When you're ready to ditch the traditional campground scene and break out on your own, make the trek to these remote camping options in Oklahoma.
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There’s no better way to reconnect with nature than with a peaceful excursion into the wilderness. Those looking for relaxation and solitude will find it with this list of backcountry camping opportunities in each region of Oklahoma. As an added bonus, camping in many of these locations is completely free!
Camping within the 5,000-acre Charon’s Garden Wilderness Area at the Wichita Mountains Wildlife Refuge is not for the faint of heart. Like the name implies, the area is a wildlife refuge, which means that there are animals moving about freely in the area - including bison and longhorns. Located near Lawton, this camping area is open by permit only, so be sure to make your reservations in advance. Each permit is good for a three-day period, either Friday through Sunday or Monday through Wednesday. If you’re looking for serenity, this is the hike-in camping spot for you. Since no more than 10 people are issued a permit for any three-day span, the odds are good that you won’t see another group the entire length of your stay. Click here to read more about the Charon’s Garden Backcountry Camping Regulations.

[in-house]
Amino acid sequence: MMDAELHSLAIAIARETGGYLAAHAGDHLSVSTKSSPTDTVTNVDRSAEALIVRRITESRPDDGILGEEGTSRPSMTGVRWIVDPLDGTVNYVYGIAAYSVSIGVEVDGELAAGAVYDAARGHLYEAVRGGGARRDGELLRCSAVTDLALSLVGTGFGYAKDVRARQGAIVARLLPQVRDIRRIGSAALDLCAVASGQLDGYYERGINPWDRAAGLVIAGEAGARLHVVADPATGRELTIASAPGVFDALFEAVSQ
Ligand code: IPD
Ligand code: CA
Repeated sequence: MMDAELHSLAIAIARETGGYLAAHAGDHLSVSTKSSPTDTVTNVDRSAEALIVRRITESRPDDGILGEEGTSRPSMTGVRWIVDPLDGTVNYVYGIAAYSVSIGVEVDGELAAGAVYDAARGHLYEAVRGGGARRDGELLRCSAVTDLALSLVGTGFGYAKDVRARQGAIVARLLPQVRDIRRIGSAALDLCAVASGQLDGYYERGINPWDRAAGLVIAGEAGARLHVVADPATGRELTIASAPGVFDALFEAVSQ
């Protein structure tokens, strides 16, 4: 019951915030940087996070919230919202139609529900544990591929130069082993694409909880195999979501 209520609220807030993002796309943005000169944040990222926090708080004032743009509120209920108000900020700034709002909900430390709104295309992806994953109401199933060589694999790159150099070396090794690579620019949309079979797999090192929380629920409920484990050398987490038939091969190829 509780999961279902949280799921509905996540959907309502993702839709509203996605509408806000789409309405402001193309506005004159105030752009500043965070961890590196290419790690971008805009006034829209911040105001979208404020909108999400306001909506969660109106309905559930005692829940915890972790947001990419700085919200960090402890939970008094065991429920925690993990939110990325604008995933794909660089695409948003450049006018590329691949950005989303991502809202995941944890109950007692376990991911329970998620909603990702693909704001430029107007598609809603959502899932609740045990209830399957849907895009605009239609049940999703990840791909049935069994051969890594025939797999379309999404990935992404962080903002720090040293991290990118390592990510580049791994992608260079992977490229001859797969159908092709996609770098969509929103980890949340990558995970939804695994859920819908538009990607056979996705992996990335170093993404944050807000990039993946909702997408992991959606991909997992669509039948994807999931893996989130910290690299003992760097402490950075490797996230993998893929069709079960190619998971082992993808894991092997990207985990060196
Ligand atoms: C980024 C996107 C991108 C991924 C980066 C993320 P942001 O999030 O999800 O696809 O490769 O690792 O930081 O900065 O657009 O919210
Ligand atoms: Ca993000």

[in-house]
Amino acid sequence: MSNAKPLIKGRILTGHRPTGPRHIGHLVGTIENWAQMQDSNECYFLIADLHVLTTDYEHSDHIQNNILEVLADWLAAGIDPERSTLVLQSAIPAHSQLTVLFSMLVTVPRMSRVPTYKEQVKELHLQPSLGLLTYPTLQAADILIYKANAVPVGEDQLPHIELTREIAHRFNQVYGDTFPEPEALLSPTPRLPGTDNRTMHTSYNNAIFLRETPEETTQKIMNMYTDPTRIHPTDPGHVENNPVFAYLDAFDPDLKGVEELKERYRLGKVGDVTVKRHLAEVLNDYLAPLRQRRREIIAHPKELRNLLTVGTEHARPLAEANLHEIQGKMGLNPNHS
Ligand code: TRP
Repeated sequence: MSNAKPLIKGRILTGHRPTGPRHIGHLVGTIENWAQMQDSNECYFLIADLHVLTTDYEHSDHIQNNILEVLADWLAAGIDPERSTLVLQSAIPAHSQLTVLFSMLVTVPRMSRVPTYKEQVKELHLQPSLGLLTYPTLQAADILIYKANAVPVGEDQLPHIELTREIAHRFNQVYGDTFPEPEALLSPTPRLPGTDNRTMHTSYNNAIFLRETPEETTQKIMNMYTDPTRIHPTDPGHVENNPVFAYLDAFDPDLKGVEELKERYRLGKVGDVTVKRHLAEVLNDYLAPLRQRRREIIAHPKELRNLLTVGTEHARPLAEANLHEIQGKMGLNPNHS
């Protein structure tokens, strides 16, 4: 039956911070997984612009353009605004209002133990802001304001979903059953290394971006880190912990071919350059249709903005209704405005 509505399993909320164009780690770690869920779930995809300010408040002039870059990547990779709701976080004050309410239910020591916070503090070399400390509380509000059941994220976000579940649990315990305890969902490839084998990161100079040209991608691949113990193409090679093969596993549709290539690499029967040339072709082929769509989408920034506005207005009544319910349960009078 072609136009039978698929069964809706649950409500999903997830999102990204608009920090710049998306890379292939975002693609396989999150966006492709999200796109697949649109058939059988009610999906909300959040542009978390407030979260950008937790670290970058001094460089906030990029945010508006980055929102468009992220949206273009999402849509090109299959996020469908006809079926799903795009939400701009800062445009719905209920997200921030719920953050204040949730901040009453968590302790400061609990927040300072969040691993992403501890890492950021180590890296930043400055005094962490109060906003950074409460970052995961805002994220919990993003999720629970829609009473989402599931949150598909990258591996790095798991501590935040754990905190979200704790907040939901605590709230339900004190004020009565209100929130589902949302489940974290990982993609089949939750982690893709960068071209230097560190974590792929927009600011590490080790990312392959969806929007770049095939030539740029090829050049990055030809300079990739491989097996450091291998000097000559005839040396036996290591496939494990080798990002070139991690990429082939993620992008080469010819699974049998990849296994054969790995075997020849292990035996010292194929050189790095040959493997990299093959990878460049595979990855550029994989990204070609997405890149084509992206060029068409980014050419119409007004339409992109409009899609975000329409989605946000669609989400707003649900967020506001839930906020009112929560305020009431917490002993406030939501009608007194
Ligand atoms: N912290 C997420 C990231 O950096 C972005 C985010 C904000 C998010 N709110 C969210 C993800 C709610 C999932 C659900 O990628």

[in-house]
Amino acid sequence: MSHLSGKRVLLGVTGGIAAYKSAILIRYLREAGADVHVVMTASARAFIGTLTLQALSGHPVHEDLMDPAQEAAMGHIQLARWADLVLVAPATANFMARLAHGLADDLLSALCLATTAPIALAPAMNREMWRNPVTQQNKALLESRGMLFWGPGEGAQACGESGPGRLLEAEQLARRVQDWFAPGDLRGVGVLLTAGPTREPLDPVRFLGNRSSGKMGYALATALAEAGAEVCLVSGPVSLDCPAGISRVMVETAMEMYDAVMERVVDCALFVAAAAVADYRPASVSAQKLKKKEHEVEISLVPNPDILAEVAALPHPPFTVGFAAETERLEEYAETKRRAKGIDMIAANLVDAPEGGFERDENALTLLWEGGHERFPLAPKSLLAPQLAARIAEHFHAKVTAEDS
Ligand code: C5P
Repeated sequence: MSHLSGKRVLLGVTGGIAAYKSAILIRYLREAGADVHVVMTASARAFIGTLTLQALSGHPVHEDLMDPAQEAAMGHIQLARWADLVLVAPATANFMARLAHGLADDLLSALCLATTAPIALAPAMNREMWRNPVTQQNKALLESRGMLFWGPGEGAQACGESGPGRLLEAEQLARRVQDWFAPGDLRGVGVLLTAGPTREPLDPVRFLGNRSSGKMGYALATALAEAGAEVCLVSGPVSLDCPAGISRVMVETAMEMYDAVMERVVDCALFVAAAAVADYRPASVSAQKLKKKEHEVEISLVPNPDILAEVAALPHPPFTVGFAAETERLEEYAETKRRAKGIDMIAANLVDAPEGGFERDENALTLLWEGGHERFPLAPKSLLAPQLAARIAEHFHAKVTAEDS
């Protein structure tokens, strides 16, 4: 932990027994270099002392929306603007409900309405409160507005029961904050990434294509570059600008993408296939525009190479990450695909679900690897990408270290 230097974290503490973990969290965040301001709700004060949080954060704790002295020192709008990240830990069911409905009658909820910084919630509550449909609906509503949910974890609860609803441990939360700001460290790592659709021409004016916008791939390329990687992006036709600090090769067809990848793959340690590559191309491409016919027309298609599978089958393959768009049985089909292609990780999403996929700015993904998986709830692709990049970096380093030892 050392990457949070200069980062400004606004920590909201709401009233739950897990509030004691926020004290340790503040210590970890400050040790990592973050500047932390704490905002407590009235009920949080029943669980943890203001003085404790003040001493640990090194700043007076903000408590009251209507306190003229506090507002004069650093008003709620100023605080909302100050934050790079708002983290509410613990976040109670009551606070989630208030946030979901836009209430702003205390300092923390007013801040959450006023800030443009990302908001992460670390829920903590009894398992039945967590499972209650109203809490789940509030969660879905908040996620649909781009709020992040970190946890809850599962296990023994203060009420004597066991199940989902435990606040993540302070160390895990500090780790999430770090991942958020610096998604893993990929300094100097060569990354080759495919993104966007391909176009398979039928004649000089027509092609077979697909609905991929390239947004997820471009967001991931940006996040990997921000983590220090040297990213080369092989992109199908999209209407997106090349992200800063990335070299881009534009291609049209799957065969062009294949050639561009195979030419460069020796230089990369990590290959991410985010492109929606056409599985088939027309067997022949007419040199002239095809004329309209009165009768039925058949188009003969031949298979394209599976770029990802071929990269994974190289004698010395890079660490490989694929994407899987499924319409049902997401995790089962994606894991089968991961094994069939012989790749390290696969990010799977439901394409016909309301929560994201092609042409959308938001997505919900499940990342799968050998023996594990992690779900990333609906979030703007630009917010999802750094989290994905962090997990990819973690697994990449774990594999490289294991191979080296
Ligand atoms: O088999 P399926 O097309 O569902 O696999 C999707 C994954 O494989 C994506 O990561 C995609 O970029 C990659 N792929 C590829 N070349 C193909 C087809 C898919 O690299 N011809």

Grab your pack and get ready to explore the 18-mile Ankle Express Trail at Greenleaf State Park in Braggs. Not only does this looping trail include a fun swinging bridge, but camping at the Mary’s Cove Campground and North Primitive Campground is completely free. The trail is essentially a large loop that connects in the middle, like a rough figure eight, and contains some uneven terrain with steep grades that are most suited for experienced hikers. Those planning on hiking or camping on the Ankle Express Trail will need a parking pass and, as an extra precaution, are asked to register at the trailhead kiosk with their time of departure and return, cell phone number and emergency contact number. Click here to read more about Greenleaf State Park’s Ankle Express Trail.
Open to wilderness camping, hiking, fishing and hunting, the Three Rivers Wildlife Management Area in Broken Bow offers 203,180 acres of recreation. This peaceful area is marked by loblolly pines plantations, thick hardwood forests, small ponds and most notably the gorgeous Glover River, which is one of the last free-flowing streams in the state. Primitive camping is allowed anywhere within the area, so bring your tent and set up camp right next to the river.
Another option is the Honobia Creek Wildlife Management Area, which spans 101,620 acres in Pushmataha, Leflore and McCurtain counties. No designated camping areas exist, but pack-in camping is allowed. Both Wildlife Management Areas require a Land Access Permit for Oklahoma residents and non-residents between the ages of 18-63. For Oklahoma residents, a three-day pass is $10 or an annual pass is $40. An annual pass is also available for non-residents, and the pass is good for both wildlife management areas. Purchase your land access pass online through the Oklahoma Department of Wildlife Conservation.